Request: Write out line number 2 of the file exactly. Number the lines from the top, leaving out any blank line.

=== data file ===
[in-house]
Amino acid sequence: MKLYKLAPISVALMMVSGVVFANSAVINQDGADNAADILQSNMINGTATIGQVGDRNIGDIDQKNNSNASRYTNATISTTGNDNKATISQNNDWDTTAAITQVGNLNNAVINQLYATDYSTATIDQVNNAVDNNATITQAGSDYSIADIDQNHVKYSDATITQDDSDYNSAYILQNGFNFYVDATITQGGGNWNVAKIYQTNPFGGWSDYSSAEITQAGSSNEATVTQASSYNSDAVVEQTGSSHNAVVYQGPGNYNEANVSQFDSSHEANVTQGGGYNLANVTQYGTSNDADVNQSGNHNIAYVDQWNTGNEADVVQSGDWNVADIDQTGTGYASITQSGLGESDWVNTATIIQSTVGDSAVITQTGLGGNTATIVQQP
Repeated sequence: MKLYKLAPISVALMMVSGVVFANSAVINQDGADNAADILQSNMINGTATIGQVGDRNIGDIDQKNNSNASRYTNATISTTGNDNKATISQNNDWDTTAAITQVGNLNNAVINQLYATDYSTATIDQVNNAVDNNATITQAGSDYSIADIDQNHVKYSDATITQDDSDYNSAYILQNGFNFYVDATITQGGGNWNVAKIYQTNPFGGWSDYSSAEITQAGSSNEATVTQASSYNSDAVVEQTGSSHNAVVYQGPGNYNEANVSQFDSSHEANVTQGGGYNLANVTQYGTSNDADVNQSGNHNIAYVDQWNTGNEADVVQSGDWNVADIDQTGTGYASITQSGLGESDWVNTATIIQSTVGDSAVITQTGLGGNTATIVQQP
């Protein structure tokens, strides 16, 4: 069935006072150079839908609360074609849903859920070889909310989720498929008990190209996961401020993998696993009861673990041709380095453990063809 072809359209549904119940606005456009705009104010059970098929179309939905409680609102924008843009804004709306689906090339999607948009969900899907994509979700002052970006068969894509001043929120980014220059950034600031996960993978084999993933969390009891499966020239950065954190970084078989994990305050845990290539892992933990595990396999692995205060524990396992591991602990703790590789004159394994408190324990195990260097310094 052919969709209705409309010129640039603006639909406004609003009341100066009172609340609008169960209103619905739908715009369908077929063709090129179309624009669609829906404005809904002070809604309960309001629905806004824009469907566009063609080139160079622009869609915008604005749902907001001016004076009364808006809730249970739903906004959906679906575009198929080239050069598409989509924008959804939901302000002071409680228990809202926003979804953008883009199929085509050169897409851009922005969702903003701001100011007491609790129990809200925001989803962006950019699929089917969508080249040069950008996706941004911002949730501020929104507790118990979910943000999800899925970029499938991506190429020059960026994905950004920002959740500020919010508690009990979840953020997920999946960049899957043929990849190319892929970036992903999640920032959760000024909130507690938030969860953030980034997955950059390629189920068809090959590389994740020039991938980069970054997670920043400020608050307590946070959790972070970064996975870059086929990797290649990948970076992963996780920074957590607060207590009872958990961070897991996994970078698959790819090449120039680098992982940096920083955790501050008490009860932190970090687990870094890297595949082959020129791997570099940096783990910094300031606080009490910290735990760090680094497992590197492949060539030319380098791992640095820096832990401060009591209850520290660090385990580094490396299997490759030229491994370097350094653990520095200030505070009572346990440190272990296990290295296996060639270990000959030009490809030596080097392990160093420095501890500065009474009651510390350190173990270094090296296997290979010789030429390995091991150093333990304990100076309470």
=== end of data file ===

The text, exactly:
Amino acid sequence: MKLYKLAPISVALMMVSGVVFANSAVINQDGADNAADILQSNMINGTATIGQVGDRNIGDIDQKNNSNASRYTNATISTTGNDNKATISQNNDWDTTAAITQVGNLNNAVINQLYATDYSTATIDQVNNAVDNNATITQAGSDYSIADIDQNHVKYSDATITQDDSDYNSAYILQNGFNFYVDATITQGGGNWNVAKIYQTNPFGGWSDYSSAEITQAGSSNEATVTQASSYNSDAVVEQTGSSHNAVVYQGPGNYNEANVSQFDSSHEANVTQGGGYNLANVTQYGTSNDADVNQSGNHNIAYVDQWNTGNEADVVQSGDWNVADIDQTGTGYASITQSGLGESDWVNTATIIQSTVGDSAVITQTGLGGNTATIVQQP